Two new city councilmembers will find their seats on the dais Tuesday afternoon following the May 4 election. Place 1 Gary Cochrane and Place 2 Kim Clarkson will be sworn in at 5:00 PM Tuesday at City Hall, and at 6:00 PM, they will sit for their first meeting as council members. In addition to the full slate of agenda items during the regular meeting, the new council will also appoint a Mayor Pro Tem, which is basically the “vice mayor” that serves in the mayor’s absence.
In addition to the ceremonial and new council topics, the newly-installed council will also consider several items related to the new junior high school on Loop 534, some zoning matters, and they will receive an annual report from the Youth Advisory Committee.
A large audience attended Tuesday night’s meeting, which was one of the most informative meetings in recent memory (in this author’s opinion). The information presented was interesting and valuable, but the audience also received a bit of a civics education along the way. Because of the major issues handled during this meeting that relate to at least one candidate up for election, we believe this meeting should be required viewing prior to the citywide election.
Enjoy the entire meeting at this link, or see the embedded video below.
Two items were of particular interest in last night’s meeting: Baroody sanction relief request, and Baroody’s debt presentation. Let’s discuss each of those in more depth.
As readers will remember, in November 2018, Baroody was removed as Mayor Pro Tem and was barred from discussions about a federal lawsuit that the city is defending. Baroody went against legal advice and made contact with the opposing legal counsel.
On Tuesday night, Baroody and his attorney presented a request to reinstate him to those lawsuit discussions. Several times, Baroody insisted that he has no plans to file a lawsuit against the city, and that his attorney is only helping him understand what’s happened and what his options are going forward. According to Baroody, he “never meant to do harm,” to the city, and looking back he, “would have done things differently.” However, Baroody offered no apology for his actions.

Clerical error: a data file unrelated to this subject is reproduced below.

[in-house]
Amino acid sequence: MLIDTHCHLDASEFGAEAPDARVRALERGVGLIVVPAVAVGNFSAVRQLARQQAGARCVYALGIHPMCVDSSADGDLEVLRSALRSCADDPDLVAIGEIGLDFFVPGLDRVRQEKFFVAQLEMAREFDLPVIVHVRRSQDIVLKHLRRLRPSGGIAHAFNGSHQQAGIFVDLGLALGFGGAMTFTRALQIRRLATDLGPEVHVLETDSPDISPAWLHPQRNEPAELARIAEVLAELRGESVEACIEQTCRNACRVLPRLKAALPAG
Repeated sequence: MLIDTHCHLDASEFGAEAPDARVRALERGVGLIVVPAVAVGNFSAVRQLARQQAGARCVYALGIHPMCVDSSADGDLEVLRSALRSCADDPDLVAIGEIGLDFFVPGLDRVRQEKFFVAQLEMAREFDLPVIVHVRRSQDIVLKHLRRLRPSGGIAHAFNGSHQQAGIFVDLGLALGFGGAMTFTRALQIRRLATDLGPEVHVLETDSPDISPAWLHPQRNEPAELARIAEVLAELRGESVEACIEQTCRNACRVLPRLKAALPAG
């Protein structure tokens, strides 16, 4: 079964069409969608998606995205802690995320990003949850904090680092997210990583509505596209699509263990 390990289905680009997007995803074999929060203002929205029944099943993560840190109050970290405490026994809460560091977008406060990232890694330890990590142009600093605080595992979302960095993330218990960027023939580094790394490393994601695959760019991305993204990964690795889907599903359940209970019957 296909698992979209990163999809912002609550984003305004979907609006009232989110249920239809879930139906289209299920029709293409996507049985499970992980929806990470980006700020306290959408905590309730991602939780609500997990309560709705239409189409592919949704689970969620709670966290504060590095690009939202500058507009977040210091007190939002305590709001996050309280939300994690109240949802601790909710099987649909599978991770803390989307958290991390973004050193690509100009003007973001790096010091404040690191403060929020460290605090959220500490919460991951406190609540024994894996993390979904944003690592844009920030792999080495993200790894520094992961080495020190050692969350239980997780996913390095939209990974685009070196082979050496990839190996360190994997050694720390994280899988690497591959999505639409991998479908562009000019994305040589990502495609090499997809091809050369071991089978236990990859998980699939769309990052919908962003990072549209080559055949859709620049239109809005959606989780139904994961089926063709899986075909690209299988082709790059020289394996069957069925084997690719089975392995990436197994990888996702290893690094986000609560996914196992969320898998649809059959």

Six members of the audience spoke against the request to reinstate Baroody, and none spoke in favor of, or in defense of, Baroody. All of the council members gave their views, as well.
Place 1 Vincent Voelkel stated, “I don’t mind restoring George’s position on council. I believe I did before, and I still feel the same.”
Mayor Blackburn stated, “Our attorney in this federal lawsuit asked not to be in touch with the plaintiffs or the plaintiffs’ attorney. The next morning, Mr. Baroody went to contact the plaintiff’s attorney… The attorney representing us in this federal lawsuit said it was wrong, our city attorney said it was wrong… We took the action we did because we thought it was prudent for the city… I don’t see it as punishment. I see it as the council being prudent.”
Place 3 Judy Eychner addded, “His actions were inappropriate and irresponsible… it could have put the city in a great deal of jeopardy.”
Place 4 Delayne Sigerman said, “The sincerity of his regret, I would question. Back in November, December, January, February, March, you could have had that regret that we heard tonight, but you never did. So, running for reelection might cause you to have regrets that you didn’t have before. And that’s why I question if you are sincere… I think [the case] was in jeopardy… I stand by our decision.”
Following the discussion, Mayor Blackburn asked for a motion, but no motion was made. Council went on to the next agenda item.
Baroody Debt Presentation
The next agenda item was also requested by Councilmember Baroody. He presented graphs and information that was nearly identical to the political advertisement that appeared in last weekend’s Kerrville Daily Times, that we dealt with previously in this article.